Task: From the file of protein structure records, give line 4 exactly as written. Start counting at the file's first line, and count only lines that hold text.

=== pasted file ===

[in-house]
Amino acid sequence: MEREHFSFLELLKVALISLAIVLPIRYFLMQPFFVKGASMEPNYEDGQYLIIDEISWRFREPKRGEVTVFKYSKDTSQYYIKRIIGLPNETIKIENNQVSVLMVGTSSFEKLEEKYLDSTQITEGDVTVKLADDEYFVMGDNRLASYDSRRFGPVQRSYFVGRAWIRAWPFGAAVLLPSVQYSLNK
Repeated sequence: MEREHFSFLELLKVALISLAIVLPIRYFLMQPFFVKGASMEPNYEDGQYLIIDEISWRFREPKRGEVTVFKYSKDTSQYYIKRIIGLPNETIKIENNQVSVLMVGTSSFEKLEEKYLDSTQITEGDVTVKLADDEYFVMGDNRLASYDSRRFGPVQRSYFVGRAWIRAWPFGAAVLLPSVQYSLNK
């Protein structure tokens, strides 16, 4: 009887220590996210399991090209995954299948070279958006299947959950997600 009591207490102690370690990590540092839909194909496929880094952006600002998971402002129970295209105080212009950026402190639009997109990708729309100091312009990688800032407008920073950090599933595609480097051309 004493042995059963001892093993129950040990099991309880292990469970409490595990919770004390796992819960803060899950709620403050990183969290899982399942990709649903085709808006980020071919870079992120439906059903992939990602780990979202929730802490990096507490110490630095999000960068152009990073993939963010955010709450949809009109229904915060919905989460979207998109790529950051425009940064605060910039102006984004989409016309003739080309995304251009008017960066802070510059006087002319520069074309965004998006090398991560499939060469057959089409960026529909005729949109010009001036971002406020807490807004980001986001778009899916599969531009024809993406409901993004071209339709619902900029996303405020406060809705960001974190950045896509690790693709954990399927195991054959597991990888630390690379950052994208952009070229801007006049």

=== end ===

């Protein structure tokens, strides 16, 4: 009887220590996210399991090209995954299948070279958006299947959950997600 009591207490102690370690990590540092839909194909496929880094952006600002998971402002129970295209105080212009950026402190639009997109990708729309100091312009990688800032407008920073950090599933595609480097051309 004493042995059963001892093993129950040990099991309880292990469970409490595990919770004390796992819960803060899950709620403050990183969290899982399942990709649903085709808006980020071919870079992120439906059903992939990602780990979202929730802490990096507490110490630095999000960068152009990073993939963010955010709450949809009109229904915060919905989460979207998109790529950051425009940064605060910039102006984004989409016309003739080309995304251009008017960066802070510059006087002319520069074309965004998006090398991560499939060469057959089409960026529909005729949109010009001036971002406020807490807004980001986001778009899916599969531009024809993406409901993004071209339709619902900029996303405020406060809705960001974190950045896509690790693709954990399927195991054959597991990888630390690379950052994208952009070229801007006049």